Many observers have understandably raised concerns for the safety of confidential informants whose identities are revealed in the full, unredacted copy of Wikileaks' State Department cables that was made public this week in a Keystone Kops farce. But the biggest victim of the latest disclosure is Julian Assange, who no longer has a reason to demand your attention.
Assange has long posed as secret-killer and martyr for transparency. This is a lie: For two years, he jealously guarded hundreds of thousands of State Department cables, taking great pains to prevent the public from accessing the vast majority as he dribbled out select ones in tiny increments. He refused for years to release detainee files from Guantanamo Bay, publishing them only when the New York Times forced his hand by obtaining and releasing its own copy—and even then, he insisted on a slow, one-by-one reveal. He has held back on a long-teased batch of internal Bank of America files. He declined to release cockpit video of a U.S. airstrike in Garani, Afghanistan, that killed civilians. And he held back 15,000 Aghanistan war logs that Bradley Manning, the Army intelligence officer who leaked most of Wikileaks' jewels, is rotting in jail for handing over.
The reason Assange held on to these prizes is clear: Without them, he is little more than a poorly groomed blowhard under house arrest. Wikileaks stopped functioning as a whistleblower site more than a year ago. If I had video of Dick Cheney personally torturing Pakistani children, I'd have no way to get it to Assange. The site has no submission system. The only leverage he had over the media, the only claim to his international-man-of-mystery schtick, are the undisclosed secrets lurking in his laptop.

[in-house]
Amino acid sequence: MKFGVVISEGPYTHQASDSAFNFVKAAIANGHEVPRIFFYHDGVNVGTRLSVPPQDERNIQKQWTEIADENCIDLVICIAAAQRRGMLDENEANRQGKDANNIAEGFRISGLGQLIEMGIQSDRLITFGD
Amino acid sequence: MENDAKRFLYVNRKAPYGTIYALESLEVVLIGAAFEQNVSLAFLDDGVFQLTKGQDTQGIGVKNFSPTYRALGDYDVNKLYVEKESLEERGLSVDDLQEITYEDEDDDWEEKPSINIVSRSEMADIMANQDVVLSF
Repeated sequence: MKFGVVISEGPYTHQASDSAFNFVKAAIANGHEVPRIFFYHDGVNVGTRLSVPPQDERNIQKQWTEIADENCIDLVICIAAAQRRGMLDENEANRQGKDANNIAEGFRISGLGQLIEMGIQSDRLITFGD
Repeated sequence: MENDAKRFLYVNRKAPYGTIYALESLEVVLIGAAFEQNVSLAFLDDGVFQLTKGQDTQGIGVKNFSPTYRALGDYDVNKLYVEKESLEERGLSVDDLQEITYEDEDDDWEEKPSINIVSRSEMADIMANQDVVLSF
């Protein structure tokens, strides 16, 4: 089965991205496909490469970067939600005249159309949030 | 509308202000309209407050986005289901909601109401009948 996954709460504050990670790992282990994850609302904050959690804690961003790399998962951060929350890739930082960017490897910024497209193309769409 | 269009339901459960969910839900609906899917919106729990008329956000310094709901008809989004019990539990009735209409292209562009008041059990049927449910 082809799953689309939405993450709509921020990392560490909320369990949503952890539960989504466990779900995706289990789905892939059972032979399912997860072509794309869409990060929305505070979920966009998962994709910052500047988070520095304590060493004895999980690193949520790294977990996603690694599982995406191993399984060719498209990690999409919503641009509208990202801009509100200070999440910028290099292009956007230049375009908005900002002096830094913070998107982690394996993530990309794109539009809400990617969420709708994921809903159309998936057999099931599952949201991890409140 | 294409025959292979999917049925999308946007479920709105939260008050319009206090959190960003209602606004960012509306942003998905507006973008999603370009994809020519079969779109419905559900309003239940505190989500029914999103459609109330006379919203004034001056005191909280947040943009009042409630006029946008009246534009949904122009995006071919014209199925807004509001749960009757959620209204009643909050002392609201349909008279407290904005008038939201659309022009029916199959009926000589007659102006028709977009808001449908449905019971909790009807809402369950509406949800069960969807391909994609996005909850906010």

And now his wad is blown. His crown jewels are available for download on Cryptome. The Garani video has apparently been destroyed by his archrival Daniel Domscheit-Berg. The 15,000 Afghan documents are presumably still in his possession, but then again they've been in the possession of the Guardian and New York Times, too, so any juicy tidbits have already been presumably extracted. He's got the B of A stuff, but it's aging rapidly. And his bizarre behavior and series of idiotic screw-ups have more than ensured that no one in a sensitive position will ever risk their jobs or lives to leak information to him again. And he's just about worn out his welcome at his current digs.
So you've got no reason to pay attention to Julian Assange anymore. There's nothing left there to see. Bye, Julian.
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